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The opossums, also known as possums, are marsupial mammals of the order Didelphimorphia /daɪˌdɛlfᵻˈmɔːrfiə/). The largest order of marsupials in the Western Hemisphere, it comprises 103 or more species in 19 genera. Opossums originated in South America, and entered North America in the Great American Interchange following the connection of the two continents. Their unspecialized biology, flexible diet, and reproductive habits make them successful colonizers and survivors in diverse locations and conditionsThe common opossum is similar in size to a house cat. The fur of the opossum is actually yellow in the under-fur, but is hidden by the longer black guard-hairs that cover it, while the tail, fingers, and face are lighter "with the tail being without fur, somewhat similar to a giant rat tail." It can measure nearly 20 inches long. It has large ears that are usually black, and its face is usually a pale peach in color, with black whiskers and eyes that reflect reddish in light. With a body length of nearly a foot, and a tail that can reach almost two feet, the common opossum is one of the larger members of its family. An adult can weigh more than three pounds. "Didelphimorphia" refers to the fact that, like all marsupials, these animals have two("di") wombs("delphus") Didelphimorphs are small to medium-sized marsupials, ranging in size from a small mouse to a large house cat. They tend to be semi-arboreal omnivores, although there are many exceptions. Most members of this taxon have long snouts, a narrow braincase, and a prominent sagittal crest. The dental formula is: 18.104.22.168 22.214.171.124 . By mammalian standards, this is an unusually full jaw. The incisors are very small, the canines large, and the molars are tricuspid. Didelphimorphs have a plantigrade stance (feet flat on the ground) and the hind feet have an opposable digit with no claw. Like some New World monkeys, opossums have prehensile tails. Like all marsupials, the fur consists of awn hair only, and the females have a pouch. The tail and parts of the feet bear scutes. The stomach is simple, with a small cecum. Notably, the male opossum has a forked penis bearing twin glandes. Opossums have a remarkably robust immune system, and show partial or total immunity to the venom of rattlesnakes, cottonmouths, and other pit vipers. Opossums are about eight times less likely to carry rabies than wild dogs, and about one in eight hundred opossums is infected with this virus. Although all living opossums are essentially opportunistic omnivores, different species vary in the amount of meat and vegetation they include in their diet. Members of the Caluromyinae are essentially frugivorous; whereas the lutrine opossum and Patagonian opossum primarily feed on other animals. The yapok (Chironectes minimus) is particularly unusual, as it is the only living semi-aquatic marsupial, using its webbed hindlimbs to dive in search of freshwater mollusks and crayfish. Most opossums are scansorial, well-adapted to life in the trees or on the ground, but members of the Caluromyinae and Glironiinae are primarily arboreal, whereas species of Metachirus, Monodelphis, and to a lesser degree Didelphis show adaptations for life on the ground.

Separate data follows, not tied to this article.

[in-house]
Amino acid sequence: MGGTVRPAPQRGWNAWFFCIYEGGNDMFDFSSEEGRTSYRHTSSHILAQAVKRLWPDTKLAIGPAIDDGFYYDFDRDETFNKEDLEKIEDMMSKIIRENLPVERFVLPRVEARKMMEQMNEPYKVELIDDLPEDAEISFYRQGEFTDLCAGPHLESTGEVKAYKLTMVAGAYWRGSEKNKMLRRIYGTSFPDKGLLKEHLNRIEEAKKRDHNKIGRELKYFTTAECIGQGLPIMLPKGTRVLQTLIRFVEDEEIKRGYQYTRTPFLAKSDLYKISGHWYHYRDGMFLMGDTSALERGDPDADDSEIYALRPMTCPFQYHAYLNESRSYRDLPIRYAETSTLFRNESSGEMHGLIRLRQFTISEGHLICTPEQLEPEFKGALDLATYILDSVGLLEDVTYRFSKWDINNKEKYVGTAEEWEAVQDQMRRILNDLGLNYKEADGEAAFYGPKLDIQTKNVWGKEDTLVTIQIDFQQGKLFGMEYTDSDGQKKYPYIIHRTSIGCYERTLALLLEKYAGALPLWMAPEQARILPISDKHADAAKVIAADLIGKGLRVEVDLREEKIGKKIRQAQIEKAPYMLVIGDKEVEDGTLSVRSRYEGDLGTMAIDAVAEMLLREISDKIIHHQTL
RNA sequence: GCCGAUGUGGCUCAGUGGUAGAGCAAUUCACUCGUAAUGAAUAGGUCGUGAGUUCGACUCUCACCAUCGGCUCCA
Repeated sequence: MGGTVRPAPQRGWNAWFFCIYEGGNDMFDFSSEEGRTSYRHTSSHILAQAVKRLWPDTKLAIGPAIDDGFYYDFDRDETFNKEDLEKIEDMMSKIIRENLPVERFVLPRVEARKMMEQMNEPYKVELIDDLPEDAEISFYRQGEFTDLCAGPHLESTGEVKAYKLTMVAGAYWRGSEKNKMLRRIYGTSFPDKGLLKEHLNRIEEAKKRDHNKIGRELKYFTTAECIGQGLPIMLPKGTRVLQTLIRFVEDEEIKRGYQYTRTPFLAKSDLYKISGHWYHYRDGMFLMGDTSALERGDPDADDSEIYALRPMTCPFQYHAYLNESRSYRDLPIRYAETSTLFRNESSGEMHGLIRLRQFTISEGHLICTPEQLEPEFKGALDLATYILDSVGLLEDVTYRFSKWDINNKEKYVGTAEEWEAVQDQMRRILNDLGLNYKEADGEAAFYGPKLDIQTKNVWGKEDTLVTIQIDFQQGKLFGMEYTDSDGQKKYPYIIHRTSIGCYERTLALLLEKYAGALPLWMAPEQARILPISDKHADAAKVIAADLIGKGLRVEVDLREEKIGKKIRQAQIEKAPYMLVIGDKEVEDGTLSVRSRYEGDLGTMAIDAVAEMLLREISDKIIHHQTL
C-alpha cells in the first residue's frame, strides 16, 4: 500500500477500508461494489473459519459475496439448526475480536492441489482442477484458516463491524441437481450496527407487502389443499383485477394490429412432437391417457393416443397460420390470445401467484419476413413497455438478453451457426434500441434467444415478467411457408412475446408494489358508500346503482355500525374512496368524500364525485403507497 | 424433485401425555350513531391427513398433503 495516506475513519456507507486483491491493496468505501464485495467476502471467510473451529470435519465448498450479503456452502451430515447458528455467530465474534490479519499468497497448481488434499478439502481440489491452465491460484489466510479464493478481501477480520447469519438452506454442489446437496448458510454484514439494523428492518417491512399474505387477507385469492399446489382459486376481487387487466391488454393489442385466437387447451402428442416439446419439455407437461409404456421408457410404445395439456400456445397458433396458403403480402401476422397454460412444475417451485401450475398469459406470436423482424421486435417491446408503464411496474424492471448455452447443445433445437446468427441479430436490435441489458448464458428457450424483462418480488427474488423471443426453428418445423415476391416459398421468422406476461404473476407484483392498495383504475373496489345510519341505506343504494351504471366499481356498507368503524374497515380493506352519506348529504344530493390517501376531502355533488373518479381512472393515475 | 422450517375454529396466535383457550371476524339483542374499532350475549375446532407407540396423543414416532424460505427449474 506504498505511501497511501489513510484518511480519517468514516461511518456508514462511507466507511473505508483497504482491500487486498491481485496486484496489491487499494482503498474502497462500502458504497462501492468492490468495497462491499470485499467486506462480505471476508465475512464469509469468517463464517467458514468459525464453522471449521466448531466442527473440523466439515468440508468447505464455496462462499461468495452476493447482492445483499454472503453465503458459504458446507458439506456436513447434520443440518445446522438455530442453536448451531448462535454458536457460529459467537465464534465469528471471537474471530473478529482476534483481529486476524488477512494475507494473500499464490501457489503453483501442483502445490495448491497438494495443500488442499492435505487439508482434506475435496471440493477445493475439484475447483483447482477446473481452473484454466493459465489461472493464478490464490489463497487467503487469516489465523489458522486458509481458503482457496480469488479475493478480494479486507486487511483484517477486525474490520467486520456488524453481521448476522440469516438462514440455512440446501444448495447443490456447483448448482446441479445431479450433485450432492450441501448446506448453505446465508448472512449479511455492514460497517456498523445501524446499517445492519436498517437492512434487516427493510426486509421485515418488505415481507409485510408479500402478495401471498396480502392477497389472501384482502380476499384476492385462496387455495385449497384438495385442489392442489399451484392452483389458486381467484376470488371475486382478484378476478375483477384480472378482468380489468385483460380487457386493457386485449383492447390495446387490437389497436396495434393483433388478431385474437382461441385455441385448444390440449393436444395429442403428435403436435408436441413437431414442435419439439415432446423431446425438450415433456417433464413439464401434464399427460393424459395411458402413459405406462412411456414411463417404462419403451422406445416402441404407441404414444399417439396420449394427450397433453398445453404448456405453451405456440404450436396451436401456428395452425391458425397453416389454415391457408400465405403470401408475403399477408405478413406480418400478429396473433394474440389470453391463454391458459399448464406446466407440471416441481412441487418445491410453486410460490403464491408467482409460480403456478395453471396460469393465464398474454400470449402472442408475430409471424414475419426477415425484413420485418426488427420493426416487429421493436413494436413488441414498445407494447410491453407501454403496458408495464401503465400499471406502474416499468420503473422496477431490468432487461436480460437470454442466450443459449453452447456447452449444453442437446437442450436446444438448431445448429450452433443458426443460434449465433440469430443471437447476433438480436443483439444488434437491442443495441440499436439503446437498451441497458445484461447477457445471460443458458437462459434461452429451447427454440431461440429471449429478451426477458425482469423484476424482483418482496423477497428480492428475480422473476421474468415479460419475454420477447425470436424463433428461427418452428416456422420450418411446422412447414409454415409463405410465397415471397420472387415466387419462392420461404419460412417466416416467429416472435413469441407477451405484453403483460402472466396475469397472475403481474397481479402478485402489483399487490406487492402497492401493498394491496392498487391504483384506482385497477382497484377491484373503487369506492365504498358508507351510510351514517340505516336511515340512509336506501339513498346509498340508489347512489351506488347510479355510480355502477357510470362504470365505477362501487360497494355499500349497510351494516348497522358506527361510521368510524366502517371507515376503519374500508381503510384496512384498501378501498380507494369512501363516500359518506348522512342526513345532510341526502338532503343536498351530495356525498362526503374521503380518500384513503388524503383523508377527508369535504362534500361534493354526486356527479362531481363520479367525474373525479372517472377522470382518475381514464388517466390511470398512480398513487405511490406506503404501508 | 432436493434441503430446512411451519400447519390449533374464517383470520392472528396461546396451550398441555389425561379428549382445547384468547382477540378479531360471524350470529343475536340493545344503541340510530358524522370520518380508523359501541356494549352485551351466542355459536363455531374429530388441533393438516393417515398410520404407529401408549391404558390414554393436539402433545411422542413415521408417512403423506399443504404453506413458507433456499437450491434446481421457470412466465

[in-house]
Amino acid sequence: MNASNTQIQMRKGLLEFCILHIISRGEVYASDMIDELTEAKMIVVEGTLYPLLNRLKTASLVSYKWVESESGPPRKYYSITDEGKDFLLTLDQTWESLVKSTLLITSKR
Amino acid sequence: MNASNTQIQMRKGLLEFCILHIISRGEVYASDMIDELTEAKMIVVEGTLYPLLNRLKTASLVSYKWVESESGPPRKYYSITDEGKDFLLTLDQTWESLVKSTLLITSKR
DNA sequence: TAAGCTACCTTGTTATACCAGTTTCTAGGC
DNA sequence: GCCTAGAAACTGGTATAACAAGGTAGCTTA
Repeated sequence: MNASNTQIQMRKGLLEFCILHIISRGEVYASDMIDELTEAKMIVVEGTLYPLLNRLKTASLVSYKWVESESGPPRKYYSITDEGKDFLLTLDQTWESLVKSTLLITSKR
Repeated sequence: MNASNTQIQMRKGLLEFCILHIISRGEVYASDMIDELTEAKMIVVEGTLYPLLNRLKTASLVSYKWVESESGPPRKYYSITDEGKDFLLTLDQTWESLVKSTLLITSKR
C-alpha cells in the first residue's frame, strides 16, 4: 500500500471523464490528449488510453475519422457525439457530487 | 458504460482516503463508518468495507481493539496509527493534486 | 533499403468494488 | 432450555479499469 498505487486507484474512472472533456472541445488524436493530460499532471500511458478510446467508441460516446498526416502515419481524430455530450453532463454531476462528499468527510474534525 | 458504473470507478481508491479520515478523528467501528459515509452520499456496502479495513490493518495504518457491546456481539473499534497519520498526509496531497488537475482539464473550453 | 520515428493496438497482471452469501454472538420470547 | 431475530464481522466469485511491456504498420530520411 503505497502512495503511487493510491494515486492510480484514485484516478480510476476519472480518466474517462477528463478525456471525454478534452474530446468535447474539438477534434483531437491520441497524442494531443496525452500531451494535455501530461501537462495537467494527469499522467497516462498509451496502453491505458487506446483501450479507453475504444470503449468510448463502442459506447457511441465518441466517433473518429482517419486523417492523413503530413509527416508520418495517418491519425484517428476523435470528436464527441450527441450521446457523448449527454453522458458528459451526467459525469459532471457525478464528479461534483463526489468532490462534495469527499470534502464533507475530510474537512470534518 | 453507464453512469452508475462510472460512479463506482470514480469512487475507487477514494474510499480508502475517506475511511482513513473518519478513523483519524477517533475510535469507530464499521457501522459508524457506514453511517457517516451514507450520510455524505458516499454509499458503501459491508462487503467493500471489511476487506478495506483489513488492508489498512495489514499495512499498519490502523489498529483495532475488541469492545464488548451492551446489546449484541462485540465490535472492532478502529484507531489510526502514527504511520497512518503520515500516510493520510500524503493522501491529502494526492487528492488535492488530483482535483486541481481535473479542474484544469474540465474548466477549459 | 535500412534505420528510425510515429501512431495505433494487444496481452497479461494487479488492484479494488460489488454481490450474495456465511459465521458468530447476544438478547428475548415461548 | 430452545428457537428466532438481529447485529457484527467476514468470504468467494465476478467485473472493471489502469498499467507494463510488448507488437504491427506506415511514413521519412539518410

This little one was found in the garden of our neighbour. In Los Palos Grandes, Altamira, Caracas, Venezuela at the foot of the Avila at 1000m above sea level. The opossum is found in tropical and subtropical forest, both primary and secondary, at altitudes up to 2200 m. They use a wide range of nest sites. Most commonly they will create one in the hollow of a tree; however, they will also dig a burrow or nest in any dark location if nothing else is suitable (which often gets them in trouble with humans).
The story is that the dogs of my neighbour frightened the mother Opossum who fled with two babies with the help of our neighbour who held the dogs away. Then the next day while watering a basket which held a fern plant and hung in the tree this baby fell out! They quickly picked it up and wrapped it in a blanket. It still had its eyes clothed. They started to feed it regularly and now a week later (they think it is two weeks old now) he opened its eyes and drinks and poops! Which is a big thing. This little fellow will be released back in the wild after it has reached a survival age. I could not wait to see it and was extremely happy when I did. The lovely thing about him/her is not just that she is cute but she wraps her tail around your finger and holds on to it like a little hand.
Spotted on May 8, 2017
Submitted on May 10, 2017